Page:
Friday, August 07, 2009

Reggaeton as MTV-grade Pop

Wisín and Yandel's "Abusadora" is nominated for an MTV Video Music Award in the best pop video category. The other nominees are: Lady Gaga, Beyonce, Cobra Starship and Britney Spears. Hhmmm...

Correct me if I'm wrong, but I don't think a reggaeton or Latino urban music act has been nominated to the SAME category (in one of these big deal awards) as pop megastars like Britney and the others. Right? In that case, while no reggaeton song has ever matched the ubiquity of "Gasolina," this nomination seems like yet another type of milestone for reggaeton.

I know... I know... "Abusadora" is dembow-less, so is it still reggaeton?

But while we try to figure that one out, Entertainment Weekly's Simon Vozick-Levinson celebrates the nomination as a "welcome (if unexpected) step toward breaking down genre barriers," adding, "as far as I’m concerned, labels like 'pop' and 'reggaeton' confuse more than they enlighten, anyway."

So as he celebrates the breaking-down of barriers, Vozick-Levinson is still calling it reggaeton.

Marisol has the following to add: "Of course depending on how people view this nomination, this might only lend credence to the claim that reggaeton is dead."


DJPerso said...

It's DJPerso again, sorry ive been flooding your weblog lately, i was gonna say that even though abusadora is not pure reggaeton, it still retains that so called new "electro" dembow, so it retains some reggaeton characteristics. I consider you one of the number one authorities on reggaeton so im very eager to see what you have to say, what's your definition of reggaeton , and what do you predict for its fuutre,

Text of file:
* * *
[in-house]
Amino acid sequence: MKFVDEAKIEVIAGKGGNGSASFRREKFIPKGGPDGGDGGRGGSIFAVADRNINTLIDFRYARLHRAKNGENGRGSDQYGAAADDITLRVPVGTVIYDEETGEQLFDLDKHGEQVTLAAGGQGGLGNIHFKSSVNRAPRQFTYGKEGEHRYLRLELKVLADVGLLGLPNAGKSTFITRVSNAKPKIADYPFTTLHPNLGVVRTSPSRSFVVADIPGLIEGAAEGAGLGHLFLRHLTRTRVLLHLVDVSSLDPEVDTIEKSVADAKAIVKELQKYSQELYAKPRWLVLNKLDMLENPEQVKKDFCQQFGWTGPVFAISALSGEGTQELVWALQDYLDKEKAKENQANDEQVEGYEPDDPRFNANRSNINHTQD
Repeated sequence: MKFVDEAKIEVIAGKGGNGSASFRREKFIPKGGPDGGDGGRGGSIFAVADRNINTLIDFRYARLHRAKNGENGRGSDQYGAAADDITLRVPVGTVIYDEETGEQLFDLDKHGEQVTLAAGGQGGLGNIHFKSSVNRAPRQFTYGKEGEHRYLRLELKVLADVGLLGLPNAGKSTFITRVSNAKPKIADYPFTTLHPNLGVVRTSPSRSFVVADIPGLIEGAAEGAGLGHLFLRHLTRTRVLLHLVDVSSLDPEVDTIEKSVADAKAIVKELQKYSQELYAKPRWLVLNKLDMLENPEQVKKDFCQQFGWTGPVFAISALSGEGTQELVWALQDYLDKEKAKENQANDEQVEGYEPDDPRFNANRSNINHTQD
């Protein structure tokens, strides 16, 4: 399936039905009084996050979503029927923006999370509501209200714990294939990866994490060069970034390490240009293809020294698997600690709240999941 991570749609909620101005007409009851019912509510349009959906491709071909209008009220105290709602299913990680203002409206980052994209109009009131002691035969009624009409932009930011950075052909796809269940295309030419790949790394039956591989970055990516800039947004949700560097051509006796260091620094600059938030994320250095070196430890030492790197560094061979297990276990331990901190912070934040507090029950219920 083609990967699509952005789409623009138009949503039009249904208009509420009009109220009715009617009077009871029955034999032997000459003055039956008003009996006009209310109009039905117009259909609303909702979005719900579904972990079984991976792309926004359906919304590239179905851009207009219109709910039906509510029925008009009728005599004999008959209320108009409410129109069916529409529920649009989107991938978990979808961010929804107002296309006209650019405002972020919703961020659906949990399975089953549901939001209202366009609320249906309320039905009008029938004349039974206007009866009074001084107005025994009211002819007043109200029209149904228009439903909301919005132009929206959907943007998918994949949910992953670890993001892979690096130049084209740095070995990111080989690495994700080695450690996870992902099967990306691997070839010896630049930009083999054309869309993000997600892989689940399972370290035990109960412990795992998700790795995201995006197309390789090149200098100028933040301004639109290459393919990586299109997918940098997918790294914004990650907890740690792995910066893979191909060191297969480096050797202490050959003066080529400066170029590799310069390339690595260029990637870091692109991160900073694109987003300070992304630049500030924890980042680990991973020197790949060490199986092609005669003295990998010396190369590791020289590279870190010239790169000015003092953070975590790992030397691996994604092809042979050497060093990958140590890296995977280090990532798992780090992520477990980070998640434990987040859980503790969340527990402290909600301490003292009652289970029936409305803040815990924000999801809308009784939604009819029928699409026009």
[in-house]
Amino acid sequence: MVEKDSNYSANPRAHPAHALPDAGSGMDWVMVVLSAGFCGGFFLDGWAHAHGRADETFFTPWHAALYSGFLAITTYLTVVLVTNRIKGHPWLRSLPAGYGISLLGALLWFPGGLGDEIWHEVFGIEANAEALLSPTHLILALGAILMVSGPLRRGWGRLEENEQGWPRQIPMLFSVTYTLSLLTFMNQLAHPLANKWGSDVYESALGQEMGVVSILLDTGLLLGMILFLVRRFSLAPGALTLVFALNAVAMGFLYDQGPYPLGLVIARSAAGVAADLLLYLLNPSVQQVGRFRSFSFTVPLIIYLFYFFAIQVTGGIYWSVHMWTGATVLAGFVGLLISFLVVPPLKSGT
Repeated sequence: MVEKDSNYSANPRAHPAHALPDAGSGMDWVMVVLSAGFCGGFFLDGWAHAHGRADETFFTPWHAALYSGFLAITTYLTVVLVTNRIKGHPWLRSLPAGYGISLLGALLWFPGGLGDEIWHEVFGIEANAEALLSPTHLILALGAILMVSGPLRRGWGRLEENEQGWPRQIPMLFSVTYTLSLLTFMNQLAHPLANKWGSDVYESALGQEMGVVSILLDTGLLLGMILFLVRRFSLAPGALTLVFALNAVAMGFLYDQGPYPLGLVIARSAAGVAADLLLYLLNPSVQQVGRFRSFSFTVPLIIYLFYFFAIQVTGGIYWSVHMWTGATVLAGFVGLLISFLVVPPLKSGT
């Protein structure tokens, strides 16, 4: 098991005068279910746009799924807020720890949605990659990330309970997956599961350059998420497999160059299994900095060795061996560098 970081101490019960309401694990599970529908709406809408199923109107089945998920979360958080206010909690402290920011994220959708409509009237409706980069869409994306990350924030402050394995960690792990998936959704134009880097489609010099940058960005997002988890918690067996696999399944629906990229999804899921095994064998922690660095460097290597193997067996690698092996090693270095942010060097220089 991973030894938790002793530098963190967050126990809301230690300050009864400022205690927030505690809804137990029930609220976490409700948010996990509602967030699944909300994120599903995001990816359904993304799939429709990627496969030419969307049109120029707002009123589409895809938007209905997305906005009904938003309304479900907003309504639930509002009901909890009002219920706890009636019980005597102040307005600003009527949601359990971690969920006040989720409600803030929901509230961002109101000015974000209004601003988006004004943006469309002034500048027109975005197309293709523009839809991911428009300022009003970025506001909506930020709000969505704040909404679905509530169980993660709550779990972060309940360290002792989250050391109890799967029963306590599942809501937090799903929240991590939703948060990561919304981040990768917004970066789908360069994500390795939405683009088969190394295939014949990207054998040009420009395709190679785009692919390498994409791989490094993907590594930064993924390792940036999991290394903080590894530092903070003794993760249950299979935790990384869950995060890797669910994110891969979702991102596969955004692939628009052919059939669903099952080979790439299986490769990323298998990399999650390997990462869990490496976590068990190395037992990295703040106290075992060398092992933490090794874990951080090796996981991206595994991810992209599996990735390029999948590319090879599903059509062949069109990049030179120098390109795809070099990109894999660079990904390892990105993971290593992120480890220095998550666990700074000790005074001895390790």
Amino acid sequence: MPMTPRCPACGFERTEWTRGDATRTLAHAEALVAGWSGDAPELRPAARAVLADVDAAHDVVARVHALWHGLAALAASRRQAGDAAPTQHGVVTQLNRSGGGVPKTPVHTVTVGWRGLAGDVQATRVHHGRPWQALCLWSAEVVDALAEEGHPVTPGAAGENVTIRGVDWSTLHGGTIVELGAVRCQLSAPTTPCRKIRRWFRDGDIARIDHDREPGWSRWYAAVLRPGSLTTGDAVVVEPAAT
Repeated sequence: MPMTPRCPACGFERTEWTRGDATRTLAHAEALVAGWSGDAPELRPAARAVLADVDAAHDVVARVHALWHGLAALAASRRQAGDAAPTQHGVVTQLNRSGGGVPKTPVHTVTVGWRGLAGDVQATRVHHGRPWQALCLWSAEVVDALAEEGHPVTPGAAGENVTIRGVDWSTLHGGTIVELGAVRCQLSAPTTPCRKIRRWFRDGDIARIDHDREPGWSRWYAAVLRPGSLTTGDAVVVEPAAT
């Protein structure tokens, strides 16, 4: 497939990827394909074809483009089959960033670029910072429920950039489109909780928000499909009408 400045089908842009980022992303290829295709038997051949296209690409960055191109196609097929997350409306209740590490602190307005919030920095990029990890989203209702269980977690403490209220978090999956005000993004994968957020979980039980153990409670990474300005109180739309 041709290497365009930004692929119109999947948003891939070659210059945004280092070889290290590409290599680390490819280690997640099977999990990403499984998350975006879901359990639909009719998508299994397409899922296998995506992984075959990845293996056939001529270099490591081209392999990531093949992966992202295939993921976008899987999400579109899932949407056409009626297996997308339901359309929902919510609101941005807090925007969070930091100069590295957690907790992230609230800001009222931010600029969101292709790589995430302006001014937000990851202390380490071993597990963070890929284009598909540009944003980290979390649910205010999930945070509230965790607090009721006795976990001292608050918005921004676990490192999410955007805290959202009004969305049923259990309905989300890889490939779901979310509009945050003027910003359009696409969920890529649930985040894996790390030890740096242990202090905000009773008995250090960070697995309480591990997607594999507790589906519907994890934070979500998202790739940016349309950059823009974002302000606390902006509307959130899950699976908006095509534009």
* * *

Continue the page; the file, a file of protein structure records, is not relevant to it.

Thank you

raquelzrivera said...

No need for apologies. I'm so happy we've been communicating so much through this blog. Authority? Hhmm... lets say documenter or chronicler ;-) I'm so glad to share opinions about this with you because I have one angle on the story and you have another.

Tell me more: what do you mean by "electro dembow"? Dembow, as I know it, is absent from "Abusadora".

As "reggaeton" gets further away from dancehall reggae, I have a harder time understanding why it still makes sense to call it reggaeton. The "música urbana" label some folks have been using makes more sense to me in that case.

But, that said, I'm not one to try to impose my opinion of whether it should be called reggaeton or not. I'm more interested in documenting and understanding who calls it reggaeton (and who doesn't) and why.

So, to me, as long as people are still calling it "reggaeton" then (in a way) it's still reggaeton.

Check what my friend Kahlil just told me about this same topic on Facebook: "
Jaja. ¿Pero esa canción por la que están nominados no es justamente puro dance-pop? Si sustituyeras las reconocibles -irritantemente reconocibles dirían unos- voces de W y Y y tradujeras las letras al inglés, se esfumaría toda posible referencia al reggaeton. Los versos rapeados podrían haber aparecido en una canción de Beyonce o de la Gaga. Mi pregunta es quiénes determinan los nominados para los premios son meros empresarios de la cadena o son críticos o VJs o qué? Muy curioso el fenómeno."

DJPerso said...

Thank you for your response :),